The era of American life when most high school students studied Latin is long gone. But Americans who know the contents of their constitutions – both federal and state – are aware that there are restrictions on “ex post facto” laws.
Ex post facto laws are laws passed after something has already happened, seeking to impose consequences for it. In plain English, an ex post facto law is a retrospective law.
As we noted in our October 5 post in 2012, the Missouri Supreme Court has ruled that laws containing restrictions on Halloween activities by convicted sex offenders cannot be applied retroactively to those who were convicted before those laws were passed.
In this post, however, we will discuss a recent ruling by the Missouri Supreme Court regarding the application of a law restricting the presence of convicted offenders in certain public parks.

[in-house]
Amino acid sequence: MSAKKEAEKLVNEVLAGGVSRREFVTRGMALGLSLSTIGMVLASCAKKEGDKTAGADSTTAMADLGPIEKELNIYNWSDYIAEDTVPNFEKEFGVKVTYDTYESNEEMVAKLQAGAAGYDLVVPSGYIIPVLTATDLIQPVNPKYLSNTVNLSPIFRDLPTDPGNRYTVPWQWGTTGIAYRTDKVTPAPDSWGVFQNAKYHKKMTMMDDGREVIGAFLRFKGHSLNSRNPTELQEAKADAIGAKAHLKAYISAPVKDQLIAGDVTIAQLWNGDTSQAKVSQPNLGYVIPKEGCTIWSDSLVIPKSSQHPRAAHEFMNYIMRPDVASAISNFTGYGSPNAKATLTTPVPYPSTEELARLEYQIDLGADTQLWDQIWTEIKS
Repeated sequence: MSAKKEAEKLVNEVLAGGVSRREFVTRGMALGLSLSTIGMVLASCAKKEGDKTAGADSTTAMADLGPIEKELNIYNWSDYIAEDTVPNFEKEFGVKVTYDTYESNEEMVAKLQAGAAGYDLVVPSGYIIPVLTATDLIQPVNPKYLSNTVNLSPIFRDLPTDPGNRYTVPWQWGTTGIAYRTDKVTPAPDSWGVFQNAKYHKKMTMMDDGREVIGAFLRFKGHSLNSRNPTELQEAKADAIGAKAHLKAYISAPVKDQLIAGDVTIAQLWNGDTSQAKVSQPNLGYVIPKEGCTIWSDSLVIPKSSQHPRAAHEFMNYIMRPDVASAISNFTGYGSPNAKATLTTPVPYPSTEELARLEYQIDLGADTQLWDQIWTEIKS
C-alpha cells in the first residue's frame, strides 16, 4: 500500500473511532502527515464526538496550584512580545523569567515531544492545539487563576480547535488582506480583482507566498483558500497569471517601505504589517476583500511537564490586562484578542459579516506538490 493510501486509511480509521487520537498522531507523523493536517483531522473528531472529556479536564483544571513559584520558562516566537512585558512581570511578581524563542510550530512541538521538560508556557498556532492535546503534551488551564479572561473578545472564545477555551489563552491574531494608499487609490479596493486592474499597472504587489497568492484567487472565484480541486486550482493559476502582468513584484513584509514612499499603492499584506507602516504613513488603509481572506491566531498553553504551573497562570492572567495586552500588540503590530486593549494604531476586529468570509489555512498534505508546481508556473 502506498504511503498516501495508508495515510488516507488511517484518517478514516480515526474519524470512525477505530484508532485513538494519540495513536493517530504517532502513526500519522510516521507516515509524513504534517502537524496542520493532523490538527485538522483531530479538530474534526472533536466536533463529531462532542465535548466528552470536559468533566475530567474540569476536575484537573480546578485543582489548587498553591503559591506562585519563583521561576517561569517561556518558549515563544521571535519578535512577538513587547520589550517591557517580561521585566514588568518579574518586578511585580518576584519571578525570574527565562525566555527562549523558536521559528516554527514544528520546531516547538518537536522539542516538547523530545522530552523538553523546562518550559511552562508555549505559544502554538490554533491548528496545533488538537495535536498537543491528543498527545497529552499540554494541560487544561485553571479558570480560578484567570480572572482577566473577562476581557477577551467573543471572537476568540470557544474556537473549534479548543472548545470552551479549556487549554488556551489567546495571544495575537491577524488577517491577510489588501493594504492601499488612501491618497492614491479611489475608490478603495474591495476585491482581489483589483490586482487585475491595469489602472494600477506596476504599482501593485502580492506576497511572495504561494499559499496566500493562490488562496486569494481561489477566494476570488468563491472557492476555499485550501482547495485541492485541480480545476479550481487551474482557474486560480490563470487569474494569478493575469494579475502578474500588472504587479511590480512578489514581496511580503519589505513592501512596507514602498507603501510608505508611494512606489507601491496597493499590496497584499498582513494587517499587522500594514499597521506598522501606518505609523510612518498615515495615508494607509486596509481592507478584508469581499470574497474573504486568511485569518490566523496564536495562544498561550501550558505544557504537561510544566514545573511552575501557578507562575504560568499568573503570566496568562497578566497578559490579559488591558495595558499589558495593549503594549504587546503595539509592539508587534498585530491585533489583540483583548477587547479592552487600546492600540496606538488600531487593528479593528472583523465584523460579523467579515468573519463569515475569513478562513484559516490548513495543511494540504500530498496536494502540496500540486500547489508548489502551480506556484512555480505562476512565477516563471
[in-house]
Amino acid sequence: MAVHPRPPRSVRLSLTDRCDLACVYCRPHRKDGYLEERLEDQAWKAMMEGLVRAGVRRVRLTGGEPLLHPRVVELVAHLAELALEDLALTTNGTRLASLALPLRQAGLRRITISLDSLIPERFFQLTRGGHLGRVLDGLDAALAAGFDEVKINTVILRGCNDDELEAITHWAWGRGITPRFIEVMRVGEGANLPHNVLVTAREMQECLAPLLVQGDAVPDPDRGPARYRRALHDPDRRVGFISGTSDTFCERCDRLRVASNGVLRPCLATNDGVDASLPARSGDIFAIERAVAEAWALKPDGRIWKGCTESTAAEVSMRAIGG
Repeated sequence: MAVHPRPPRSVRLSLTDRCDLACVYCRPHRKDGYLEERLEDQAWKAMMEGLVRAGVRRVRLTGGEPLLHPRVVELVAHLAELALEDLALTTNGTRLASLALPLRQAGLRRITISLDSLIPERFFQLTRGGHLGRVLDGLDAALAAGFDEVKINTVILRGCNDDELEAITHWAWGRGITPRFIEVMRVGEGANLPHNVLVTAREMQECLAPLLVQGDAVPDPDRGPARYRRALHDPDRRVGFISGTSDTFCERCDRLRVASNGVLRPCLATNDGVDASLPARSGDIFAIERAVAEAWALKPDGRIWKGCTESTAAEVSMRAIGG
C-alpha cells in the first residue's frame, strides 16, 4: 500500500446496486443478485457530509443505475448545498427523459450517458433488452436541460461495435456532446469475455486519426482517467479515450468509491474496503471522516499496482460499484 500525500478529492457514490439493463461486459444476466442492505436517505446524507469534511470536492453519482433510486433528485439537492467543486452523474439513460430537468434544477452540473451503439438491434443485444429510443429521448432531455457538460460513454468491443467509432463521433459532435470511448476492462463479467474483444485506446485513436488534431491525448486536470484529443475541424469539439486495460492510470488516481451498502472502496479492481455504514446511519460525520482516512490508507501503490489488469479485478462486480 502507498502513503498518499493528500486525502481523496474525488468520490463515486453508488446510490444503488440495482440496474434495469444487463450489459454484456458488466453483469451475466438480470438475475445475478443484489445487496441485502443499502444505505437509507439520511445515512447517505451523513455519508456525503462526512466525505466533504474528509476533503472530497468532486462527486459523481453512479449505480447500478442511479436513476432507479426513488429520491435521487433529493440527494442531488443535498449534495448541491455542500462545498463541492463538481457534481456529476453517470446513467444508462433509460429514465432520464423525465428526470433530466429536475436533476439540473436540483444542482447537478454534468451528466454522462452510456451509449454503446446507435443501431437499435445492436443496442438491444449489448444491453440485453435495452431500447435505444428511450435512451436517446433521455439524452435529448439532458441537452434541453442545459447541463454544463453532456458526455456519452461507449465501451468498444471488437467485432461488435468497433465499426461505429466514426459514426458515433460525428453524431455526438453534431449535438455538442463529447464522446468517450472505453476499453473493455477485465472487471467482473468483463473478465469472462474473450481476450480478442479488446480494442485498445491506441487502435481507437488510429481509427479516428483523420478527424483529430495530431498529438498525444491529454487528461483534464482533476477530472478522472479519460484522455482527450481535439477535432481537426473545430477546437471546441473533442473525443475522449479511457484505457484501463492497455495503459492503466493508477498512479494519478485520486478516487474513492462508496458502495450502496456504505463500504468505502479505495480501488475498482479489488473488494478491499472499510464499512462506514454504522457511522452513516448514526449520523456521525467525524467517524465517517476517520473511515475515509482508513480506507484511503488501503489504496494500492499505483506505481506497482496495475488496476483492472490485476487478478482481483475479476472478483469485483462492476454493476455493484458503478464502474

The law in question says convicted sex offenders must stay at least 500 feet away from public parks that have playground equipment or swimming pools. Most parks do have playground equipment, and so the law seems intended to have had wide application.
Three convicted sex offenders challenged the law. They contended that it was unconstitutional to apply it to them retroactively.
One of the three defendants challenging the new law had originally been convicted of a sex offense in 1997. The law restricting the proximity of sex offenders to public parks was not passed until 2002.
By a 4 to 3 decision, the Missouri Supreme Court held that the constitutional prohibition against retrospective laws did not apply in this case. The court’s majority reasoned that the prohibition against retrospective laws applied to civil laws but not to criminal laws.
Source: News-Leader, “Missouri Supreme Court overturns dismissal of charge against Springfield sex offender,” Dec. 26, 2013